mnmlist: win over non-minimalists

One of the biggest challenges for anyone wanting to live a minimalist life is not internal but external — their loved ones aren’t on board the minimalist train.

How do you deal with that? What’s the simple solution?

There isn’t one.

Dealing with others who might be hoarders, clutter-bugs, just plain messy, or maybe just regular people who don’t care about minimalism … it’s not easy. It’s so much easier to live alone and not have to worry about the living habits and preferences of others, but many of us don’t have that “luxury” (although there are a few benefits of living with those who love you).

Here are some strategies that have worked for me. Your mileage will definitely vary.

1. Focus on yourself. While your spouse or partner or children may not want to declutter their lives or live without consumerism, you can, at least in the areas you control. You can stop buying. You can get rid of things you personally own that you don’t need. You can find joy in doing rather than owning or buying. You can reduce what you do, what you consume, what you eat, and so on. These you control, and they should be your first focus. Sometimes, it will be your only focus, if the strategies below don’t work.

2. Lead by example. You must remember that others are people with their own beliefs and way of living — which you cannot control. However, you can influence them. And one of the best ways of influencing others is by example. Live a life of minimalism, and show how wonderful it can be. Show how easy — and actually fun — it can be to declutter. Show how happy you are. Share it all with those around you. Do it without trying to push it on them, because they will react negatively to being forced or nagged into doing anything.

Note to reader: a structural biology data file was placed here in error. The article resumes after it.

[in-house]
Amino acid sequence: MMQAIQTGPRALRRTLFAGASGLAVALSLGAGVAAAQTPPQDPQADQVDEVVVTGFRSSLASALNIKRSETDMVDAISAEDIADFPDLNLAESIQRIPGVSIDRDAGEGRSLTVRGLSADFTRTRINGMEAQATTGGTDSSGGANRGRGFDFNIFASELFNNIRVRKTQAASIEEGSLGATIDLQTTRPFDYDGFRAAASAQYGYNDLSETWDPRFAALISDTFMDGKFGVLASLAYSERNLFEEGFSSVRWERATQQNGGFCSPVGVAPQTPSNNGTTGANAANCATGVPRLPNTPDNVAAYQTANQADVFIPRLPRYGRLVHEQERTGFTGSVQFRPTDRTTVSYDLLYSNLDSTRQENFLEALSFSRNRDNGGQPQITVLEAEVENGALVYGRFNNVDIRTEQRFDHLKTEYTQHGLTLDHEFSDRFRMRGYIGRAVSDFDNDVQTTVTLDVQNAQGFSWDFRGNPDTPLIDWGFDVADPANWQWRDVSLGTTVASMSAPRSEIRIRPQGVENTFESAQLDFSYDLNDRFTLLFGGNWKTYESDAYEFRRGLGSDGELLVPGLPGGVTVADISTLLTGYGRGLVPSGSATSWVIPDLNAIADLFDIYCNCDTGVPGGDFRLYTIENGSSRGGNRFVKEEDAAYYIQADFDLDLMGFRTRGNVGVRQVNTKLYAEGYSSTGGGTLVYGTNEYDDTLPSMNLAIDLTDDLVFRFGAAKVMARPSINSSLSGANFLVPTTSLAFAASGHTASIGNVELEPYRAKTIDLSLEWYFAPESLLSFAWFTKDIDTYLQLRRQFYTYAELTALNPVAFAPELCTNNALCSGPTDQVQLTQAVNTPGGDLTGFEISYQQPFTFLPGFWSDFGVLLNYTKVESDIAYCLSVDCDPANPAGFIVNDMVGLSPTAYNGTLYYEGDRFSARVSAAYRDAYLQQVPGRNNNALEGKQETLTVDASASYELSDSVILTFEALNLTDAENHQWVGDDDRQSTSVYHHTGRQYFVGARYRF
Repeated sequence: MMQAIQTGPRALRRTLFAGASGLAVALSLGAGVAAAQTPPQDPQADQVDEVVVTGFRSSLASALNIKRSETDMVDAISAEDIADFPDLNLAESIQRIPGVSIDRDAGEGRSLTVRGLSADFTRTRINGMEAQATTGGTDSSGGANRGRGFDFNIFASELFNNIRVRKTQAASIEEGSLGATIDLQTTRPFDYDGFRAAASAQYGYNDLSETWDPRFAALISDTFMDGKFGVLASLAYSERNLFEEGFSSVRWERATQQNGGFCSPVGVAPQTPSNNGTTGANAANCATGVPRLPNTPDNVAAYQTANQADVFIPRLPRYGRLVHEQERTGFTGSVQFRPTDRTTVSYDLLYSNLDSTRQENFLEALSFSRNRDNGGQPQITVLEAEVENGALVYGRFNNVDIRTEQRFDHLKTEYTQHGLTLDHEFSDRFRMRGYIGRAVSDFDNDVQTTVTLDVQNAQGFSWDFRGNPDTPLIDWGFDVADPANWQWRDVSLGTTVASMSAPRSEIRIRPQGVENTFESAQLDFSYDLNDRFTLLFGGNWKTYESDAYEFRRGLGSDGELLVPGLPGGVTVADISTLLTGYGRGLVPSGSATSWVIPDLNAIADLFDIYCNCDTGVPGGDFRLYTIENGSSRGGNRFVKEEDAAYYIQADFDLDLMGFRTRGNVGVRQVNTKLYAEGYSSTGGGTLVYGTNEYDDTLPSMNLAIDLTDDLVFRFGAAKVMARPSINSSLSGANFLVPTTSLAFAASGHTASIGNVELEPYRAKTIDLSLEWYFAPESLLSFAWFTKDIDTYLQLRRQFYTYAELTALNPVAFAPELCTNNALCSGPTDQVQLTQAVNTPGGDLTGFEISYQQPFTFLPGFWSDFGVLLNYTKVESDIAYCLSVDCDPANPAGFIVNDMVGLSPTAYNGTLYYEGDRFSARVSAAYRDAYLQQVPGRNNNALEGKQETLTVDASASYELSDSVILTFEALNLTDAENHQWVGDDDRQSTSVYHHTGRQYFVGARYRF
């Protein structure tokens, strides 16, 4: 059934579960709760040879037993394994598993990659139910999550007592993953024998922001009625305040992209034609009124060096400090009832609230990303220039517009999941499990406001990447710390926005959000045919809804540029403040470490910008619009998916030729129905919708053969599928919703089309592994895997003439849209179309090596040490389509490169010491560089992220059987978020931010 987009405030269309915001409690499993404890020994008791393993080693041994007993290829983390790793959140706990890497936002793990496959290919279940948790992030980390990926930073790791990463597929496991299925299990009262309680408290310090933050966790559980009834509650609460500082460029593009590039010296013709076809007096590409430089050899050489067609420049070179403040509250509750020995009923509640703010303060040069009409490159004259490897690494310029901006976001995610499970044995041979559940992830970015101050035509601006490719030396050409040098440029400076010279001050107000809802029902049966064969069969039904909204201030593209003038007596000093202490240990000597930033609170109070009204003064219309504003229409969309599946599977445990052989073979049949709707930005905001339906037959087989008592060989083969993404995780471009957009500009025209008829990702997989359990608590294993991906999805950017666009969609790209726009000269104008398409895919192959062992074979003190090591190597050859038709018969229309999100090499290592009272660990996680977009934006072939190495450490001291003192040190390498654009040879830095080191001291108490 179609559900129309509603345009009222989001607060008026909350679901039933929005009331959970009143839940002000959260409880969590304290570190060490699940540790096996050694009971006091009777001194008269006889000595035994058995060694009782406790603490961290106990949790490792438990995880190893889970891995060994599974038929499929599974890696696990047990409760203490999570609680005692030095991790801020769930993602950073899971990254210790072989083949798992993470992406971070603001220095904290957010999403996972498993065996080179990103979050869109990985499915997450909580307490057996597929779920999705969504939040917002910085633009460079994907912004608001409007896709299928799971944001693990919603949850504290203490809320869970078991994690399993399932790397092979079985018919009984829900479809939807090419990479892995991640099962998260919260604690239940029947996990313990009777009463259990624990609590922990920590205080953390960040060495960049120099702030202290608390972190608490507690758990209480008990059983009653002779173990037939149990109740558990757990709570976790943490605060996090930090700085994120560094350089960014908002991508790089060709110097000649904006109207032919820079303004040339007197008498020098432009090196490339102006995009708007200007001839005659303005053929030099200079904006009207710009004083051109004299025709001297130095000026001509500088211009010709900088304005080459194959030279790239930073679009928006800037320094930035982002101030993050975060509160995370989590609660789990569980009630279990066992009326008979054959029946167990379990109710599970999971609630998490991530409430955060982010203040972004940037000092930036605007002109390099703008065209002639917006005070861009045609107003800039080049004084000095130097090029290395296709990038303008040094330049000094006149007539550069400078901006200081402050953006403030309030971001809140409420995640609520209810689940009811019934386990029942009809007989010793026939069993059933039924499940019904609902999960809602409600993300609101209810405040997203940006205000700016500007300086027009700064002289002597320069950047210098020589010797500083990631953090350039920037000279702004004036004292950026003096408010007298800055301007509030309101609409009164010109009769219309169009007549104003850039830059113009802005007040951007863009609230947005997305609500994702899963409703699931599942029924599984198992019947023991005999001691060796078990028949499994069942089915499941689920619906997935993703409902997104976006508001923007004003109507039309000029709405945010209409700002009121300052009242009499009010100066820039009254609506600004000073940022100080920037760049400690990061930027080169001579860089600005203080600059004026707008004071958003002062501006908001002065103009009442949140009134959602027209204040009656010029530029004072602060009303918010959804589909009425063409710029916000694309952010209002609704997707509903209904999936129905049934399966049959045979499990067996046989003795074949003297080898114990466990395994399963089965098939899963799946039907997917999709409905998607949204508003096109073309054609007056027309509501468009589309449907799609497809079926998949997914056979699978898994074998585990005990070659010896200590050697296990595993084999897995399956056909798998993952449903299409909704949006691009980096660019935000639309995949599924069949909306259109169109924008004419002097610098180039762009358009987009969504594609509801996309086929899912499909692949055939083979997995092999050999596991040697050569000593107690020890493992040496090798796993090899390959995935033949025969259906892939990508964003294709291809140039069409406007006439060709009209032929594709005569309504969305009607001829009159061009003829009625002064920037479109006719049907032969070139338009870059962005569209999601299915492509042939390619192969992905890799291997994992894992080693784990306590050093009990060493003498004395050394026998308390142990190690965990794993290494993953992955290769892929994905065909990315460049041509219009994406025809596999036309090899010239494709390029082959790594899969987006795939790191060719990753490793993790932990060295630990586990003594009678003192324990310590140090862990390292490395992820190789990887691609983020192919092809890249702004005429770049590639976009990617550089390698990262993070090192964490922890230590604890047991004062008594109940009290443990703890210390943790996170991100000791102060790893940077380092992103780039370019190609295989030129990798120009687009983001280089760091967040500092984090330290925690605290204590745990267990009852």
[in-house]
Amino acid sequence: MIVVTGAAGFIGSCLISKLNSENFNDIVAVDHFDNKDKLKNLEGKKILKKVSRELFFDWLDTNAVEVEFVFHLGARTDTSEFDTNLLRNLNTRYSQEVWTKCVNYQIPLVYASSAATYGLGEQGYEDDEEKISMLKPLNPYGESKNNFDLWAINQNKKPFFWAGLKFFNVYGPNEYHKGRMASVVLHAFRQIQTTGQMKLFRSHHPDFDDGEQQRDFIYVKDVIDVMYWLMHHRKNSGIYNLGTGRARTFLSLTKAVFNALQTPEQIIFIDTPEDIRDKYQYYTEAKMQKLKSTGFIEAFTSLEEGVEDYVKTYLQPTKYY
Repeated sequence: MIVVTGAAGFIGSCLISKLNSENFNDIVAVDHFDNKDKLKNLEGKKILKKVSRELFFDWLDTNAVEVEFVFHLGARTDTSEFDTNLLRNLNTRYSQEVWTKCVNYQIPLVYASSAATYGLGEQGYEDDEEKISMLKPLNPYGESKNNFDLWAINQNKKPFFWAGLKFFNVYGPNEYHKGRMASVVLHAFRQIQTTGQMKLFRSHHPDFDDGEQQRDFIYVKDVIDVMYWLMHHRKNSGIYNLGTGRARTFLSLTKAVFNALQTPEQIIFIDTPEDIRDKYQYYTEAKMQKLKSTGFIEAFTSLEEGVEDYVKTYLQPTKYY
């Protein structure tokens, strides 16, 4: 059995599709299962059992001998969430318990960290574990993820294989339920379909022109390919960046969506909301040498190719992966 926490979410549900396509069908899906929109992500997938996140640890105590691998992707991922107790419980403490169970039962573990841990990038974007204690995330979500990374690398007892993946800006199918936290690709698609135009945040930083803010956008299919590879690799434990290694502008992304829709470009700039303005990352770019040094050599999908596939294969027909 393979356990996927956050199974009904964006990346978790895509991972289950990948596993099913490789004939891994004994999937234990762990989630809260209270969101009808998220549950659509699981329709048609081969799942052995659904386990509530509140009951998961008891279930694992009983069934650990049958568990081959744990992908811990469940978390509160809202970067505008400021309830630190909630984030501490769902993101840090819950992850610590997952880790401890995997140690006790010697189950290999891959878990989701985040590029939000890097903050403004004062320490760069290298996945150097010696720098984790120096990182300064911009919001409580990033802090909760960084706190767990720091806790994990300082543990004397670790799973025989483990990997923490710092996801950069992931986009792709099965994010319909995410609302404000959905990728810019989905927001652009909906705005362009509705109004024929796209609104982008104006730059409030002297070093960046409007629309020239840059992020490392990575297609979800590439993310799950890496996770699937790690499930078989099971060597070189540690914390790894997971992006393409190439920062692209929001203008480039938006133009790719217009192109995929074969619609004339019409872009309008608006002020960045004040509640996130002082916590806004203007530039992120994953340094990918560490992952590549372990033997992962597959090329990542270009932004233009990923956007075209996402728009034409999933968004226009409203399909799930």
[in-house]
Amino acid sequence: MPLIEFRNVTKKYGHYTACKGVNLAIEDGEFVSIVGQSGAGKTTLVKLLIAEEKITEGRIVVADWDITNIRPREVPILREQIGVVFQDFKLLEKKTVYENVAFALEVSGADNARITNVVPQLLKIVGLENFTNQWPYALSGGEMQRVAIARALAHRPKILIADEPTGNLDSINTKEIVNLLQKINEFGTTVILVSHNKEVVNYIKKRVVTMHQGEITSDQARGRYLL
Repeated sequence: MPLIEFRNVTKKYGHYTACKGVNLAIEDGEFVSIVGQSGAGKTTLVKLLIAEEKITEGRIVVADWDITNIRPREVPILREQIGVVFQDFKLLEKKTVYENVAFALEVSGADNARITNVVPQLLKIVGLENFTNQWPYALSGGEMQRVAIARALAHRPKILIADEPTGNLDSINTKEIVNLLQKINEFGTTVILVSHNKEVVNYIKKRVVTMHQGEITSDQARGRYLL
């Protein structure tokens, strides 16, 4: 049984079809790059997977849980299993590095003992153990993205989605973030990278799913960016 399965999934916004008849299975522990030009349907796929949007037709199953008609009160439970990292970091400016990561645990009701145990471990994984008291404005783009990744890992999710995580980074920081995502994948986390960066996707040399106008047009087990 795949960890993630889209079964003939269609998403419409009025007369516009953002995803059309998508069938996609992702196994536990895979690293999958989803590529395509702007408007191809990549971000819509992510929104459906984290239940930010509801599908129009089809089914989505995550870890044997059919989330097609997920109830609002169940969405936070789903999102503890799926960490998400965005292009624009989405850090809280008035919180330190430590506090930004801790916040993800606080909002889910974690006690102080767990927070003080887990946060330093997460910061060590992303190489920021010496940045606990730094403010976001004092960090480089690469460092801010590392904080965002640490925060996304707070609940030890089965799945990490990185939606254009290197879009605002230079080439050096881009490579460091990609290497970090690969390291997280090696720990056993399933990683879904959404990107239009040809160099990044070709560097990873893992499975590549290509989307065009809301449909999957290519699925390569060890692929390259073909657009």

3. Educate. Often people are against change because they don’t know enough about it. Combat this ignorance with non-pushy education. Talk with your loved ones about what you’re doing and why. Show them examples of people who inspire you. Send them links to, Zen Habits and other blogs and magazines you enjoy — not as a hint, but as a way to share things you’re excited about. Over time, they’ll start to understand, and maybe even join you.

4. Ask for help. Your loved ones, most likely, care about you. They want you to be happy — but want to be happy themselves. Enlist your loved ones’ desire to make you happy … ask them for help. Say, “I need your help in getting to the minimalist life I want. Do you think you can help me?” Of course, if you’ve educated them, they already know what you want, but most people would love to help you if they can. Don’t ask them to change, but ask if they can help you declutter, or keep a certain area uncluttered, or figure out a solution to a problem you’re facing.

5. Set boundaries. If you can’t get a loved one on board, it helps to set boundaries. For kids, ask them to keep their clutter to their rooms. Give them that personal space, and don’t bug them about it. For adults, you might designate certain rooms or areas as yours and others as theirs. I’ve known some people who’ve split rooms or entire homes in half — one side is uncluttered, and the other was … not.

6. Find compromises. Living with other people means finding ways of living that work for everyone. That might mean you need to give a little, if you want to ask them to give a little in return. Be willing to accept a less-than-perfect solution, if the solution will work for everyone.

7. Find acceptance. In the end, you might not win over the people who live with you — and you can either be frustrated or angry with that, or you can accept it. The second option is preferred, as you’ll have more peace of mind. It’s not easy, and will require you letting go of certain expectations, letting go of a need to control, and learning to love someone for who they are, not who you want them to be. But in the end, the effort will be worth it.